I was recently invited to Innovate UK’s inaugural Women Infocus networking event on 9th February 2017, designed to help women entrepreneurs in the UK grow and scale their businesses. There were about 50 plus of us, mostly startup founders and business owners – all women of course – which really helps with the UK’s diversity push. There was a chance to practice your pitch. There were also sessions covering topics such as business support, the power of your connections, and finding funding. It was also a great opportunity to find out more about Innovate UK and what they do. The event was a great success and I can’t say enough about how much support I felt, and have since received, as a female founder of a tech startup.
Without a doubt the highlight for me was the question and answer session at the end of the day with Claire Williams, Deputy Team Principal at Williams F1. I’m a big F1 fan, so it was a pleasure to hear her speak.
Williams F1 is no longer just an F1 team. They now run an advanced engineering business which develops their innovative technology from F1 for use in other areas. Claire gave active suspension as an example of one of the technologies we now use in everyday cars which was developed from F1 innovation.
But the impact of Williams Advanced Engineering is not just in the automotive industry. Claire sees the advantage of working with smaller startups, and their speed to market, as ways in which Williams can quickly take new technologies and find a use for them. They have worked with bicycle maker Brompton to develop lighter-weight bikes using their lightweight materials. They also work in healthcare. Taking the knowledge it takes to get an F1 pitstop done in under 2 seconds, they’ve worked with neonatal units to increase their teamwork and response time when a premature baby is born.
Claire spoke about being a woman in F1. Williams recognise that securing talent for a successful future is all about people. This, coupled with a growing shortage of skills in engineering, makes connecting with the next generation a top priority. They run programmes in schools where they talk about careers in engineering to encourage ‘promotion of the best talent.’ Claire’s message was very much about nurturing young talent and showing there are ‘no barriers to entry,’ especially for women.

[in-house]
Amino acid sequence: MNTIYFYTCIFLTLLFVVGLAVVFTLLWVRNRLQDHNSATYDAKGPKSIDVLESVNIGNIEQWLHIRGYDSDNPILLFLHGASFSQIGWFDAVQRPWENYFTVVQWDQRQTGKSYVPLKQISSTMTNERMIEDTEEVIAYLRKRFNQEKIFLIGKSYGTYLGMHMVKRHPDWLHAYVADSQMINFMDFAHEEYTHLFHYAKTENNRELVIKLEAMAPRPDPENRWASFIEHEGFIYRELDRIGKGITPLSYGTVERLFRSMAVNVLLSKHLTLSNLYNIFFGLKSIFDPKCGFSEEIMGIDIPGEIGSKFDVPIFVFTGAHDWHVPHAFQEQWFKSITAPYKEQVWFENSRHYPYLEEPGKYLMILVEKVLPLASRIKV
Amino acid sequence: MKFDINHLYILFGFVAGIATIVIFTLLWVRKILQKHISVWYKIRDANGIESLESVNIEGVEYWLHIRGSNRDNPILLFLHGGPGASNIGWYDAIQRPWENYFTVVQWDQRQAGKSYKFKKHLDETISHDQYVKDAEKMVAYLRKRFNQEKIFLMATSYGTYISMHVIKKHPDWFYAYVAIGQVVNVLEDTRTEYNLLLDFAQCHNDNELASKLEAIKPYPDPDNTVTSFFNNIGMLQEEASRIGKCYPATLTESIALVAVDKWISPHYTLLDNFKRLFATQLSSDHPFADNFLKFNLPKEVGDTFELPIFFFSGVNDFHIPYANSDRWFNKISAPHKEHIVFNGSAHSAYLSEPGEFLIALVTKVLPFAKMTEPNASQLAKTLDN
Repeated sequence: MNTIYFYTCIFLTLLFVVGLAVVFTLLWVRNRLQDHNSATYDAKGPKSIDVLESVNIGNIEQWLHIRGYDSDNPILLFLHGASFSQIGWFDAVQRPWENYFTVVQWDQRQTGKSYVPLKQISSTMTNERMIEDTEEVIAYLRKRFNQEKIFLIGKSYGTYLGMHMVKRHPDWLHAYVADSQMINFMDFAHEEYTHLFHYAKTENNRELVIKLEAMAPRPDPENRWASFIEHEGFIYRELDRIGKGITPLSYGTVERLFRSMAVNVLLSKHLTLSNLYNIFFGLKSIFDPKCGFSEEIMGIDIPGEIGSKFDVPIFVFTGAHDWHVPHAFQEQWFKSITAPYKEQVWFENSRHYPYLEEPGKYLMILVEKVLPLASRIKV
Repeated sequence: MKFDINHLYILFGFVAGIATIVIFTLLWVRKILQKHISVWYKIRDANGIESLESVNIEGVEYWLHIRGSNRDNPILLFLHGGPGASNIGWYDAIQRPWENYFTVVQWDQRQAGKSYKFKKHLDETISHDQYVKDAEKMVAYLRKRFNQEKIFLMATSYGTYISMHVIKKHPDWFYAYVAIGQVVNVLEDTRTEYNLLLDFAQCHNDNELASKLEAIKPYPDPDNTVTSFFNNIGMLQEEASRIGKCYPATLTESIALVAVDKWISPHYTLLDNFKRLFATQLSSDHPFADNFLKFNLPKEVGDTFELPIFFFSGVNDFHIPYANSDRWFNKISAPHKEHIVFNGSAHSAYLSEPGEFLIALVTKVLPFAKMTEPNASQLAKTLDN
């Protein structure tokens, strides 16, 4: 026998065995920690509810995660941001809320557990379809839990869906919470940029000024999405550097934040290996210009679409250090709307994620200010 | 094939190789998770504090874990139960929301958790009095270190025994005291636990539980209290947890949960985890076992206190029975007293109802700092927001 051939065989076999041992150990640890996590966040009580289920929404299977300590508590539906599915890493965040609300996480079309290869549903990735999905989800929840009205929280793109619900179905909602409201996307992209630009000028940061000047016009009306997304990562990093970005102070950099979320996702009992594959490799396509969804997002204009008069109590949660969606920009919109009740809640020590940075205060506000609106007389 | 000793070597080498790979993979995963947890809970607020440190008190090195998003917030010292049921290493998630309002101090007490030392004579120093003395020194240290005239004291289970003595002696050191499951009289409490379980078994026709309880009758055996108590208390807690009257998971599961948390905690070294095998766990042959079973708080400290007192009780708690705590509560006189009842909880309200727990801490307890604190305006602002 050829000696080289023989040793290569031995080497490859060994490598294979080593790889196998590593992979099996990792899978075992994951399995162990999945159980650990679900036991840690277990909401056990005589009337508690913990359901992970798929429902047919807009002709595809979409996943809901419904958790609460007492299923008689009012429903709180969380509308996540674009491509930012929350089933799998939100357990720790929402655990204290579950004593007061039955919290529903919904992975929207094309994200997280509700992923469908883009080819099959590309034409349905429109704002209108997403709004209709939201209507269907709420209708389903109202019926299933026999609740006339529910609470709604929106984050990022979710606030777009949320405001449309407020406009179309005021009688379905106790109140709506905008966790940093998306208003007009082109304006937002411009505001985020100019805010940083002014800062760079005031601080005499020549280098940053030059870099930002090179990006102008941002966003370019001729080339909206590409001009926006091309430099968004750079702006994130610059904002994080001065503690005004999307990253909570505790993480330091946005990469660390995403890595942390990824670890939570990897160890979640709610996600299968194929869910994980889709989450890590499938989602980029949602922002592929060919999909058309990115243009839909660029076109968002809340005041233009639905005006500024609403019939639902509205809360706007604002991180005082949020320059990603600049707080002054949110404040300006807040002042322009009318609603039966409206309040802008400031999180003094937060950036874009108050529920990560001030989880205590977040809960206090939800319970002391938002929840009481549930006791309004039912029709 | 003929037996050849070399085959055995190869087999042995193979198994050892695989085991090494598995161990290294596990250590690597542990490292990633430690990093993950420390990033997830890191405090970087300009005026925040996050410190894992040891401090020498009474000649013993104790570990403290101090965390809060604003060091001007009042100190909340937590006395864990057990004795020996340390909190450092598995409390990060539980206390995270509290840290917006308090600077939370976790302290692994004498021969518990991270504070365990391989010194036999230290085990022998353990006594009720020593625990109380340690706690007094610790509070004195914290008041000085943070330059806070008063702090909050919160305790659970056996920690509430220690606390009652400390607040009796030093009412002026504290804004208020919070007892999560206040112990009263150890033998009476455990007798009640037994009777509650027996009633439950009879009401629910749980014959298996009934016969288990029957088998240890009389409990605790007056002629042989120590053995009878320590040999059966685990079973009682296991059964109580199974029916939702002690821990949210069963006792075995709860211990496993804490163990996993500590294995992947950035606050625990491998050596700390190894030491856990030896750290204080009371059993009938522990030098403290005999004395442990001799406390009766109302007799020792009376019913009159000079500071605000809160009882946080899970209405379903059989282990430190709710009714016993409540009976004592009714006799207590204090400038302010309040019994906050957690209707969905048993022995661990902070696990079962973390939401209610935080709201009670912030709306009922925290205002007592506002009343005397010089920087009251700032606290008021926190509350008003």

As the floor opened for questions, I was keen to get to ask mine. Williams F1 brings together my passion for F1 with my passion for… well, passion. Williams are recognised for their company culture. They are a close knit and loyal team. As they note on their own careers page ‘Williams’ staff are its most important asset.’ With this focus, it stands to reason that they have a loyal workforce, who are passionate about what they do.
My question to Claire was this:
How do you build the passionate culture at Williams? And do you look to help other industries build a workforce that is also powered by passion?
In answer to this, Claire talked about what makes the Williams culture so unique. She credits her father’s leadership as the basis for this. With over 1000 employees, Sir Frank Williams knows all their names, and the names of their partners and children. In a time when it was not the done thing to call everyone by their first name, he fostered this environment where there was a flat structure and mutual respect. He still takes the time to go around the business on a regular basis and talk to people, find out what they are working on, and how things are going.
With this commitment to making their employees feel important and valuable, Claire also spoke about celebrating success and ‘the Williams culture.’ She hosts a tea for employees who have 25 years service with Williams. The last time they did this, the tea had to be held in two sittings as there were so many attending! This is a testament to the fact that a culture centred around employees, and their passion for their work, breeds loyalty and longevity.
At an event celebrating women that are pursuing businesses they are passionate about, it was great to be reminded again what a central role people play in any successful team or business. Bringing together people who are passionate about the outcomes you want to achieve as a team, around shared values and vision, is the key to building a successful strategy journey. And it was great to hear that from someone I admire so much as well.
Julie Choo is lead author of THE STRATEGY JOURNEY book (Coming in June/July 2019) and the founder of STRATABILITY ACADEMY. She speaks regularly at numerous tech, careers and entrepreneur events globally. Julie continues to consult at large Fortune 500 companies, Global Banks and tech start-ups. As a lover of all things strategic, she is a keen Formula One fan who named her dog, Kimi (after Raikkonnen), and follows football – favourite club changes based on where she calls home.